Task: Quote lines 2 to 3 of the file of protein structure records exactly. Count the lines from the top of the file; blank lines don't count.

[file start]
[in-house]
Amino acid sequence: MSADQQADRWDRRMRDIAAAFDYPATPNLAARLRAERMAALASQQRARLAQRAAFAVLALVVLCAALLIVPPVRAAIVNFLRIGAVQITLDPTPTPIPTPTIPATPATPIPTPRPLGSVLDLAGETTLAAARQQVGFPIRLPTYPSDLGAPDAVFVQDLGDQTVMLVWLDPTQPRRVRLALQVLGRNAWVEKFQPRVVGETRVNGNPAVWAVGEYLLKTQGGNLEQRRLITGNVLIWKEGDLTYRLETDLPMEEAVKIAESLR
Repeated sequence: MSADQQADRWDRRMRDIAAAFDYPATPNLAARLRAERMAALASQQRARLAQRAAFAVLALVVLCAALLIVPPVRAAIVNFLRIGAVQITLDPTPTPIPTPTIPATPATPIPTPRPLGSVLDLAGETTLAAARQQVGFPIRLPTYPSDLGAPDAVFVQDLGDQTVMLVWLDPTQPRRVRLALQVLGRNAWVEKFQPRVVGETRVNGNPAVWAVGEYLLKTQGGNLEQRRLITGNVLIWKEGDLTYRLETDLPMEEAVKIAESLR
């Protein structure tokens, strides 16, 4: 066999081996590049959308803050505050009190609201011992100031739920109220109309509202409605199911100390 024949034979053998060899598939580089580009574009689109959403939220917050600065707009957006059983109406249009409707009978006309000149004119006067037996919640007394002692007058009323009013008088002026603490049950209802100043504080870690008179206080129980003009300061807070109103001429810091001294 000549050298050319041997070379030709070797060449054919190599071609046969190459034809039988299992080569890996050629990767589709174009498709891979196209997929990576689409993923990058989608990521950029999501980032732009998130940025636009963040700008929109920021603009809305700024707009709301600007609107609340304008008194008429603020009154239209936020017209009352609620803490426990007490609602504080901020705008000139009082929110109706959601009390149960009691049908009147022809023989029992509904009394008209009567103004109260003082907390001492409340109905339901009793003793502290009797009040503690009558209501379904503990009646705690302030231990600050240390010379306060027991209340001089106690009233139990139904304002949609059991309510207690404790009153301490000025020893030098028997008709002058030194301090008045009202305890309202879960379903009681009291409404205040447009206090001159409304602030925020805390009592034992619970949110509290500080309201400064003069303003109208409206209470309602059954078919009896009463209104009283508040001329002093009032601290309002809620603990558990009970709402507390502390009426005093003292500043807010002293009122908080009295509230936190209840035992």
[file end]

Amino acid sequence: MSADQQADRWDRRMRDIAAAFDYPATPNLAARLRAERMAALASQQRARLAQRAAFAVLALVVLCAALLIVPPVRAAIVNFLRIGAVQITLDPTPTPIPTPTIPATPATPIPTPRPLGSVLDLAGETTLAAARQQVGFPIRLPTYPSDLGAPDAVFVQDLGDQTVMLVWLDPTQPRRVRLALQVLGRNAWVEKFQPRVVGETRVNGNPAVWAVGEYLLKTQGGNLEQRRLITGNVLIWKEGDLTYRLETDLPMEEAVKIAESLR
Repeated sequence: MSADQQADRWDRRMRDIAAAFDYPATPNLAARLRAERMAALASQQRARLAQRAAFAVLALVVLCAALLIVPPVRAAIVNFLRIGAVQITLDPTPTPIPTPTIPATPATPIPTPRPLGSVLDLAGETTLAAARQQVGFPIRLPTYPSDLGAPDAVFVQDLGDQTVMLVWLDPTQPRRVRLALQVLGRNAWVEKFQPRVVGETRVNGNPAVWAVGEYLLKTQGGNLEQRRLITGNVLIWKEGDLTYRLETDLPMEEAVKIAESLR